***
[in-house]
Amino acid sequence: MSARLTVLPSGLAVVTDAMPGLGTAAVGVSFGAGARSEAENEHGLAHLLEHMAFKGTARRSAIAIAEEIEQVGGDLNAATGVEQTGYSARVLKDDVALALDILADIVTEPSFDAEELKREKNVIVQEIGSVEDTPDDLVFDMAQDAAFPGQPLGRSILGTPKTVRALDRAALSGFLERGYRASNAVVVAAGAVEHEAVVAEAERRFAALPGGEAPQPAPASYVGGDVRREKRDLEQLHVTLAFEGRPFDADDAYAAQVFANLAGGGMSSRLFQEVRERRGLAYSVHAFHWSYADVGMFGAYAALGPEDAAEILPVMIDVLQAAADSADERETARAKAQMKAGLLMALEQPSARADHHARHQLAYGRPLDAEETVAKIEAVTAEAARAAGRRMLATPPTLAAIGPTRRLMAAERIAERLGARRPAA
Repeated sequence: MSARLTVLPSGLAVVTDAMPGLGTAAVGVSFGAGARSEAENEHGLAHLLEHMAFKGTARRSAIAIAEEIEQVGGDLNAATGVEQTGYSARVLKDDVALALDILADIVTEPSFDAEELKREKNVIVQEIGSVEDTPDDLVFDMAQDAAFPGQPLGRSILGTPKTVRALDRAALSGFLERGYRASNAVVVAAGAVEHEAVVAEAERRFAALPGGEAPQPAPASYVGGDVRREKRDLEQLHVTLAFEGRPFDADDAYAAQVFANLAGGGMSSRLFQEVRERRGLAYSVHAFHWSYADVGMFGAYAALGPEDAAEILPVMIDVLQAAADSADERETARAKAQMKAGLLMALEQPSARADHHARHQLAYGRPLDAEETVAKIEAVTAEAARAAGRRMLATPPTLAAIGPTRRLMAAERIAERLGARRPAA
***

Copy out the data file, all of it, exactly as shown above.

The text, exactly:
[in-house]
Amino acid sequence: MSARLTVLPSGLAVVTDAMPGLGTAAVGVSFGAGARSEAENEHGLAHLLEHMAFKGTARRSAIAIAEEIEQVGGDLNAATGVEQTGYSARVLKDDVALALDILADIVTEPSFDAEELKREKNVIVQEIGSVEDTPDDLVFDMAQDAAFPGQPLGRSILGTPKTVRALDRAALSGFLERGYRASNAVVVAAGAVEHEAVVAEAERRFAALPGGEAPQPAPASYVGGDVRREKRDLEQLHVTLAFEGRPFDADDAYAAQVFANLAGGGMSSRLFQEVRERRGLAYSVHAFHWSYADVGMFGAYAALGPEDAAEILPVMIDVLQAAADSADERETARAKAQMKAGLLMALEQPSARADHHARHQLAYGRPLDAEETVAKIEAVTAEAARAAGRRMLATPPTLAAIGPTRRLMAAERIAERLGARRPAA
Repeated sequence: MSARLTVLPSGLAVVTDAMPGLGTAAVGVSFGAGARSEAENEHGLAHLLEHMAFKGTARRSAIAIAEEIEQVGGDLNAATGVEQTGYSARVLKDDVALALDILADIVTEPSFDAEELKREKNVIVQEIGSVEDTPDDLVFDMAQDAAFPGQPLGRSILGTPKTVRALDRAALSGFLERGYRASNAVVVAAGAVEHEAVVAEAERRFAALPGGEAPQPAPASYVGGDVRREKRDLEQLHVTLAFEGRPFDADDAYAAQVFANLAGGGMSSRLFQEVRERRGLAYSVHAFHWSYADVGMFGAYAALGPEDAAEILPVMIDVLQAAADSADERETARAKAQMKAGLLMALEQPSARADHHARHQLAYGRPLDAEETVAKIEAVTAEAARAAGRRMLATPPTLAAIGPTRRLMAAERIAERLGARRPAA